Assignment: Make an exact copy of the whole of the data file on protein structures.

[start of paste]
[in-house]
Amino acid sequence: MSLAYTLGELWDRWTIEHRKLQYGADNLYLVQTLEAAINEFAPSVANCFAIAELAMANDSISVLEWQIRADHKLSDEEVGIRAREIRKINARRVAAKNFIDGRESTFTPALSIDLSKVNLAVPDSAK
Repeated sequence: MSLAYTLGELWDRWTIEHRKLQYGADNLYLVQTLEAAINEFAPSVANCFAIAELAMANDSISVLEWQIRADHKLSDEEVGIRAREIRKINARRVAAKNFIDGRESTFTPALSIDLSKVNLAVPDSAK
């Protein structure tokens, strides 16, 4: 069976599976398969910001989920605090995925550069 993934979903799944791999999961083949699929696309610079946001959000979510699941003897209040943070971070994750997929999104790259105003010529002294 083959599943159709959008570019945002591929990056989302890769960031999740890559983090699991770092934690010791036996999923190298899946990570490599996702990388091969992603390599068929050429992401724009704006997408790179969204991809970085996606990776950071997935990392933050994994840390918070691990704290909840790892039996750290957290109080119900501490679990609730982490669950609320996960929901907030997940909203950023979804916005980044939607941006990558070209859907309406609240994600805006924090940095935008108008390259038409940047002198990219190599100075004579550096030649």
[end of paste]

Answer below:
[in-house]
Amino acid sequence: MSLAYTLGELWDRWTIEHRKLQYGADNLYLVQTLEAAINEFAPSVANCFAIAELAMANDSISVLEWQIRADHKLSDEEVGIRAREIRKINARRVAAKNFIDGRESTFTPALSIDLSKVNLAVPDSAK
Repeated sequence: MSLAYTLGELWDRWTIEHRKLQYGADNLYLVQTLEAAINEFAPSVANCFAIAELAMANDSISVLEWQIRADHKLSDEEVGIRAREIRKINARRVAAKNFIDGRESTFTPALSIDLSKVNLAVPDSAK
């Protein structure tokens, strides 16, 4: 069976599976398969910001989920605090995925550069 993934979903799944791999999961083949699929696309610079946001959000979510699941003897209040943070971070994750997929999104790259105003010529002294 083959599943159709959008570019945002591929990056989302890769960031999740890559983090699991770092934690010791036996999923190298899946990570490599996702990388091969992603390599068929050429992401724009704006997408790179969204991809970085996606990776950071997935990392933050994994840390918070691990704290909840790892039996750290957290109080119900501490679990609730982490669950609320996960929901907030997940909203950023979804916005980044939607941006990558070209859907309406609240994600805006924090940095935008108008390259038409940047002198990219190599100075004579550096030649």